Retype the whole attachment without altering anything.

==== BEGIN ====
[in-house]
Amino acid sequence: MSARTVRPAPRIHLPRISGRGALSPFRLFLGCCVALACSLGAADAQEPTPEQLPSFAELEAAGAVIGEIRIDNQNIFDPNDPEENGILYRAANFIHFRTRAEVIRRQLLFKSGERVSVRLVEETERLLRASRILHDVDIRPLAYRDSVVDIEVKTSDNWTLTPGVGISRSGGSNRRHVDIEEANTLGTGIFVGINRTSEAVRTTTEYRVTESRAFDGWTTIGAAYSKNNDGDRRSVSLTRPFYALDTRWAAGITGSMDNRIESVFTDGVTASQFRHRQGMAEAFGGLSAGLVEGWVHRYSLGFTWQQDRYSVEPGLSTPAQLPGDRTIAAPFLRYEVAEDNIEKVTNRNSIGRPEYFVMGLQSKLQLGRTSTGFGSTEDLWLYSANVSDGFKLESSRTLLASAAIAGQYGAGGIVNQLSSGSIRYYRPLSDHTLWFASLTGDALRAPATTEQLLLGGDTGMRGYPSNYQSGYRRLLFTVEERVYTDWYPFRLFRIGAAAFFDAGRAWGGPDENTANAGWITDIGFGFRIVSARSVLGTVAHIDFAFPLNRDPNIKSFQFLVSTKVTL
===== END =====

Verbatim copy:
[in-house]
Amino acid sequence: MSARTVRPAPRIHLPRISGRGALSPFRLFLGCCVALACSLGAADAQEPTPEQLPSFAELEAAGAVIGEIRIDNQNIFDPNDPEENGILYRAANFIHFRTRAEVIRRQLLFKSGERVSVRLVEETERLLRASRILHDVDIRPLAYRDSVVDIEVKTSDNWTLTPGVGISRSGGSNRRHVDIEEANTLGTGIFVGINRTSEAVRTTTEYRVTESRAFDGWTTIGAAYSKNNDGDRRSVSLTRPFYALDTRWAAGITGSMDNRIESVFTDGVTASQFRHRQGMAEAFGGLSAGLVEGWVHRYSLGFTWQQDRYSVEPGLSTPAQLPGDRTIAAPFLRYEVAEDNIEKVTNRNSIGRPEYFVMGLQSKLQLGRTSTGFGSTEDLWLYSANVSDGFKLESSRTLLASAAIAGQYGAGGIVNQLSSGSIRYYRPLSDHTLWFASLTGDALRAPATTEQLLLGGDTGMRGYPSNYQSGYRRLLFTVEERVYTDWYPFRLFRIGAAAFFDAGRAWGGPDENTANAGWITDIGFGFRIVSARSVLGTVAHIDFAFPLNRDPNIKSFQFLVSTKVTL